Behind the Music is a documentary television series on VH1. Each episode profiles and interviews a popular musical artist or group. The program examines the beginning of their career, their road to success and the hardships they may have encountered.
Each show focuses on a musician or musical group, documenting both the successes of the musicians and the problems they faced during their careers. Except for the first two episodes (which focused on Milli Vanilli and M.C. Hammer), all programs are narrated by Jim Forbes. Forbes was later used to narrate the Milli Vanilli episode when it was modified to include the death of Rob Pilatus. The UK airings of the episodes focusing on Thin Lizzy, Aerosmith and Genesis were narrated by Mary Anne Hobbs while Forbes narrated the US airings.
VH1's criterion for choosing the musicians who appear on the show is, in many cases, to profile those who are no longer in the music industry, or were moderately significant in rock history (although many are in the Rock and Roll Hall of Fame such as Neil Diamond, The Police, Metallica, AC/DC, Aerosmith among others). This is as opposed to VH1's other biography show, VH1's Legends, which profiles musicians that have been very significant to the industry. However, there are some artists that were profiled on both Behind The Music and Legends, including Tina Turner, Elton John, The Who (although their Behind the Music exclusively focused on their drummer Keith Moon), and John Lennon (although Behind The Music exclusively focused on the months and days leading to his murder in 1980).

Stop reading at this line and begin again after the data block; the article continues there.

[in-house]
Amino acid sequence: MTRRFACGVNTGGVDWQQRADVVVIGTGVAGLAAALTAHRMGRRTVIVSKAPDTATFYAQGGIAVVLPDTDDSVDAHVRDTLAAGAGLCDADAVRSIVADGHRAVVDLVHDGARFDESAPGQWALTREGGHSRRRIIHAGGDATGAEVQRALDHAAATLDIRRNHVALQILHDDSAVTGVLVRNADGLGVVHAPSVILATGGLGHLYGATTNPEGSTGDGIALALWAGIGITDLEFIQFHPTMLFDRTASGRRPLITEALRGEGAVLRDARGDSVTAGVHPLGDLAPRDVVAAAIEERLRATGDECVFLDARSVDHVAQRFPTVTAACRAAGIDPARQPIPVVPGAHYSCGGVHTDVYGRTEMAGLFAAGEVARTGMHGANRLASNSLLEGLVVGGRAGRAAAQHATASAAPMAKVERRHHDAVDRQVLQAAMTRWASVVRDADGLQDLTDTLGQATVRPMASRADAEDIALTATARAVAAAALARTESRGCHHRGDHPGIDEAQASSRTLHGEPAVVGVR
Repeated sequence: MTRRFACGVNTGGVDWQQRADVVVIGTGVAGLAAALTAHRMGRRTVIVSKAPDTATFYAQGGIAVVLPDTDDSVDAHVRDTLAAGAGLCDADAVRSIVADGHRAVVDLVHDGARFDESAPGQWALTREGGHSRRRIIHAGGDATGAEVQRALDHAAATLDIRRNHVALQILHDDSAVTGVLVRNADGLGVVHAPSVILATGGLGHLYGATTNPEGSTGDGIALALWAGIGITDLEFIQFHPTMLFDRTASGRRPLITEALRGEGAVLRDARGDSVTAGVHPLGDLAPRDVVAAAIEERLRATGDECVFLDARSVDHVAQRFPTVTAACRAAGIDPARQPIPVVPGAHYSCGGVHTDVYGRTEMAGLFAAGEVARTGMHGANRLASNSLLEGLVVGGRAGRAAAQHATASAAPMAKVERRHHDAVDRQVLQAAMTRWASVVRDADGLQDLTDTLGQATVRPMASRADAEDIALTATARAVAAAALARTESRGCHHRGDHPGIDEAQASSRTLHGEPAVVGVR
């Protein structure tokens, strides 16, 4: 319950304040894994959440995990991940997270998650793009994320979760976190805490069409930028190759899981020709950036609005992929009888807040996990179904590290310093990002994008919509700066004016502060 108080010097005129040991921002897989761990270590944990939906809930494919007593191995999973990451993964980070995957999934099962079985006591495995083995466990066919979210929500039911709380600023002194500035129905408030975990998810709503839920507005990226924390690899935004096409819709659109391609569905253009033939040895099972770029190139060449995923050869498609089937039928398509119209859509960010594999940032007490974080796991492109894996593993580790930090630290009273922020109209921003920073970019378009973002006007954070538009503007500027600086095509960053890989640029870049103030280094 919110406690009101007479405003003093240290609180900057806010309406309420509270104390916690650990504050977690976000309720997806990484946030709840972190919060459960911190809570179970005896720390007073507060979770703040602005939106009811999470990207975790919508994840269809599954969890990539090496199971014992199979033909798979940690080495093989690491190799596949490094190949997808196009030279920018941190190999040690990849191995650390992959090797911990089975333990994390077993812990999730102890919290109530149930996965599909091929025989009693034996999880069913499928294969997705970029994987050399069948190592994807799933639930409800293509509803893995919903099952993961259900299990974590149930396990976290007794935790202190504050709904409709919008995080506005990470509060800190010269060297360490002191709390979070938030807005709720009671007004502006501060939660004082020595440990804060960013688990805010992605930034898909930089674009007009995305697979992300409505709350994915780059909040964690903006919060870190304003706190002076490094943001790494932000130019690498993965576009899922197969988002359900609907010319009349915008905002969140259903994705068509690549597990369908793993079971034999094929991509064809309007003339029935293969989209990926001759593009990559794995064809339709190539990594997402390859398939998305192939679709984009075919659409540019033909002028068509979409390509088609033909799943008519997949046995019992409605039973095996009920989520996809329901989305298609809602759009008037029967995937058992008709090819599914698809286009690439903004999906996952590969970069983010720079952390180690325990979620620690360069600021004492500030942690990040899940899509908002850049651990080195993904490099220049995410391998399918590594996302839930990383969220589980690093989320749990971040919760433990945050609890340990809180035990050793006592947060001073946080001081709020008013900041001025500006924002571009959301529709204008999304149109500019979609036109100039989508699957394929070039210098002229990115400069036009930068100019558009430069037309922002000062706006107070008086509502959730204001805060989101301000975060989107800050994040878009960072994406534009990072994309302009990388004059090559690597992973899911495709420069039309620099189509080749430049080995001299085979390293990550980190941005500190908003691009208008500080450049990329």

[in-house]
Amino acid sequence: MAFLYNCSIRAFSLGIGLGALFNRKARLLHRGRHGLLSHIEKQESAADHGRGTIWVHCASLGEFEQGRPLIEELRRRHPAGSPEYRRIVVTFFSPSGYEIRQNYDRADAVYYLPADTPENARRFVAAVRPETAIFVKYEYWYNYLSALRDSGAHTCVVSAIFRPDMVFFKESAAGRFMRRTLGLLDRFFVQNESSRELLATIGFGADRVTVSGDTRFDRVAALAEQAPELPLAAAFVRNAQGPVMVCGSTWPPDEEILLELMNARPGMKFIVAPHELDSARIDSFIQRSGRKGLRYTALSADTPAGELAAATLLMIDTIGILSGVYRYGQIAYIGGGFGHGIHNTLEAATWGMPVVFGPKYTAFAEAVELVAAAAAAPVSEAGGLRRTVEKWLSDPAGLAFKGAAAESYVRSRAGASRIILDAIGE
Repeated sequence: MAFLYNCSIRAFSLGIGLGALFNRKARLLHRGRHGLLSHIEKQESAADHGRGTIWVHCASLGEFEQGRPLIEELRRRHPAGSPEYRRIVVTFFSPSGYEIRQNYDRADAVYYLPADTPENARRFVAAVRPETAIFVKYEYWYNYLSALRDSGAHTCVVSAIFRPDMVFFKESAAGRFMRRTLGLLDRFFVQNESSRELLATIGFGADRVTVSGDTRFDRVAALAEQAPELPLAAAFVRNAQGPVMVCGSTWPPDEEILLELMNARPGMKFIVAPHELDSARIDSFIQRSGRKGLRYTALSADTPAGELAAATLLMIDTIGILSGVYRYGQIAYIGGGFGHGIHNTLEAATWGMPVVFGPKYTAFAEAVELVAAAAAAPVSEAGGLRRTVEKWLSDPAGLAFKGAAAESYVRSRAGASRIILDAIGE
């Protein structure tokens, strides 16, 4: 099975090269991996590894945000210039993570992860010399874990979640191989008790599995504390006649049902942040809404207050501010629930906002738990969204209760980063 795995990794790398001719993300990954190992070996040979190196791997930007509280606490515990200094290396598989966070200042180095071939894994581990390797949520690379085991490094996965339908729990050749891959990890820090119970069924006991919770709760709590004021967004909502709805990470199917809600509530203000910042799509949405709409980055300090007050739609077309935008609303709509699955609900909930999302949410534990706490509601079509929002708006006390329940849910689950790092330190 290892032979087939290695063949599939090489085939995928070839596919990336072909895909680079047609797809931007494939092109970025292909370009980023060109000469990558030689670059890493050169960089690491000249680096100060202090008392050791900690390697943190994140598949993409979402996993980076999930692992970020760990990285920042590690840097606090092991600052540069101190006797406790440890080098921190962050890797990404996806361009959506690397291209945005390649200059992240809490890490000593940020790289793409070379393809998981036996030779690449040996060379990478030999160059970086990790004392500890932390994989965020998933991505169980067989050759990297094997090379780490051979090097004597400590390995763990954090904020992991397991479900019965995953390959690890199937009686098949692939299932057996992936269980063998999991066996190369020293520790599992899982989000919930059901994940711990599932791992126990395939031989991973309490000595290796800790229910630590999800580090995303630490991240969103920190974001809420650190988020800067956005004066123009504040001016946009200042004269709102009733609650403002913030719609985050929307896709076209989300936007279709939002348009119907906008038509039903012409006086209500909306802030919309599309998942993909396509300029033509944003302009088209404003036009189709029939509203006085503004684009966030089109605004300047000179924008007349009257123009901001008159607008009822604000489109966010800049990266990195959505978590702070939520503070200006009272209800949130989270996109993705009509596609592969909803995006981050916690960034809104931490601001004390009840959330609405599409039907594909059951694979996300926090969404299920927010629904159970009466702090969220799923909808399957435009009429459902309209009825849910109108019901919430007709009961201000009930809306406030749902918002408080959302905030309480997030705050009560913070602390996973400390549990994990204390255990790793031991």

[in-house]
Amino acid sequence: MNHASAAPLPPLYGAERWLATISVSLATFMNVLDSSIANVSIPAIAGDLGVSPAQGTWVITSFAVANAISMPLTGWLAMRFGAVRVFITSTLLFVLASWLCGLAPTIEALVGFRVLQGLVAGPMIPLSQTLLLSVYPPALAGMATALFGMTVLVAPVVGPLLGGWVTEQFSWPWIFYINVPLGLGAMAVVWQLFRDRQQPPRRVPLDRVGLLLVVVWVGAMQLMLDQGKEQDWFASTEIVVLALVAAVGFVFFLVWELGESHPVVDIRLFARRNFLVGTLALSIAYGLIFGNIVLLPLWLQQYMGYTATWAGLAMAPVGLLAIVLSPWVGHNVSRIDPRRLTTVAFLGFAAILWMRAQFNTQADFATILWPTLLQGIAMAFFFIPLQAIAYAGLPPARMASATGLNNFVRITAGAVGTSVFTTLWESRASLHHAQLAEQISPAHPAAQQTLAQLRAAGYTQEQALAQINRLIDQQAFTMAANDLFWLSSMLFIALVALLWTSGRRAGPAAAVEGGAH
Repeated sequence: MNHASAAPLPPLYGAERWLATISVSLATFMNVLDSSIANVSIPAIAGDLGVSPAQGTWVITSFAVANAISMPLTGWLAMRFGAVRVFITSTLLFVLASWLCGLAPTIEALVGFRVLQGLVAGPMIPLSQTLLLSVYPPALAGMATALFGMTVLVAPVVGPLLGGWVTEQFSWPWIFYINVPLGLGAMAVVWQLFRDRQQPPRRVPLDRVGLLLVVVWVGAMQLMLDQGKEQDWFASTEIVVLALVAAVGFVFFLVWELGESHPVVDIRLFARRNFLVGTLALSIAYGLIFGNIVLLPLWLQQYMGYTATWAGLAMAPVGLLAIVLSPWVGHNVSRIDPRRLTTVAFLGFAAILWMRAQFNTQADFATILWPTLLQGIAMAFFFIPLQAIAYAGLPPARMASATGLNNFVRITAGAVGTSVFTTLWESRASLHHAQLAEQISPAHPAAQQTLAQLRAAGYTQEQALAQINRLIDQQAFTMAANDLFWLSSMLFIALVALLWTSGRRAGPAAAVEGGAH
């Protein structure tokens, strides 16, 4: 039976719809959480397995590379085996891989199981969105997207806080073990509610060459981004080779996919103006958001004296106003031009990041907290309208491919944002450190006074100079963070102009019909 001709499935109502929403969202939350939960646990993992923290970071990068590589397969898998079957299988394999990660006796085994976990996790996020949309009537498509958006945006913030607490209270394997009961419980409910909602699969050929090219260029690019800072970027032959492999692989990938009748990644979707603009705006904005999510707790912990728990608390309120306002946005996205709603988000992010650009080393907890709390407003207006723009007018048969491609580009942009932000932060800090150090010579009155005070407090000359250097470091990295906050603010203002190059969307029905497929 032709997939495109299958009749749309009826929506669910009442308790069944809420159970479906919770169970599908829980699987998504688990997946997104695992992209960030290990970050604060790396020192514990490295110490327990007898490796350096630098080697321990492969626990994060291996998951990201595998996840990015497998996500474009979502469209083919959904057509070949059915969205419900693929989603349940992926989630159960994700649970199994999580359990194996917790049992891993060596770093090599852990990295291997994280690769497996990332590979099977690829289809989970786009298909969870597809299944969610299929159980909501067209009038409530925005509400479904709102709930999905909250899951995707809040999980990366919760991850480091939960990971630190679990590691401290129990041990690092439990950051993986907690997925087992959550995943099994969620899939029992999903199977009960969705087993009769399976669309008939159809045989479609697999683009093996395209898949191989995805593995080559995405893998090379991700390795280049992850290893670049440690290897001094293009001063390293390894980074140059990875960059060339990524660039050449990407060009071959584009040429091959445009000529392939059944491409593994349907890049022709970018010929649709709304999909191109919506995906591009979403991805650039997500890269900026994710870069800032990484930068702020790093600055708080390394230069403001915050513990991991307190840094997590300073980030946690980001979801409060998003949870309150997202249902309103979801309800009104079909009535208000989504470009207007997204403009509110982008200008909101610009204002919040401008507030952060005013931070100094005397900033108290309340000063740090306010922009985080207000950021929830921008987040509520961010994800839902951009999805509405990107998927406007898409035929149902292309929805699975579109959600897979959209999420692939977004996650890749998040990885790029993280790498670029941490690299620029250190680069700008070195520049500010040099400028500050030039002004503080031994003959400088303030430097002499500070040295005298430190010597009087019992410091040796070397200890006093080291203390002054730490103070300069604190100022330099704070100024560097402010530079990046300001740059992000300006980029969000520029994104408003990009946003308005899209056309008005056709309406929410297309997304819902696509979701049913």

Another episode of Behind the Music on KISS was re-christened KISS: Beyond the Makeup in July 2001 (which was two hours in length). This featured Matt Pinfield, formerly of MTV's 120 Minutes, as narrator instead of Jim Forbes.
Behind the Music came to be after Paul Gallagher and George Moll produced a one-hour special entitled Dying in Vein which first aired on VH1 in December 1996. While Dying in Vein was a magazine style show, its approach to storytelling served as the prototype for Behind the Music.
A short-lived half-hour spin-off series titled BTM2 (short for Behind the Music 2), chronicled the careers of newer upcoming artists.
A spin-off titled Behind the Music: Remastered on VH1 Classic airs the updated original episodes with new interviews, footage and the later half of the artist's career. Motörhead and Deep Purple are the only all-original Remastered episodes despite not having a Behind the Music episode.
The following is a list of artists who have appeared in episodes of the series:
Other than musicians, some episodes were documentaries on musical events, films, and non-musicians who were influential on the music world. The following appeared in episodes of the series:
Similar VH1 programs
The following is a list of artists who have appeared in VH1 TV programs similar in format to "Behind the Music" but are not officially part of the series:
- Chris Gaines (titled "Behind the Life of Chris Gaines" as it was a fictional artist played by Garth Brooks)
- Kiss (renamed KISS: Beyond the Makeup, 90 minutes in length)
- Pink Floyd (titled "Pink Floyd: Behind the Wall", 50 minute documentary made in 2000 on The Wall album)
In popular culture
- In the movie Josie and the Pussycats, it is explained that Behind the Music was created as a result of how bands are "dealt with" if they discover the fact they are involved in the government's subliminal message program.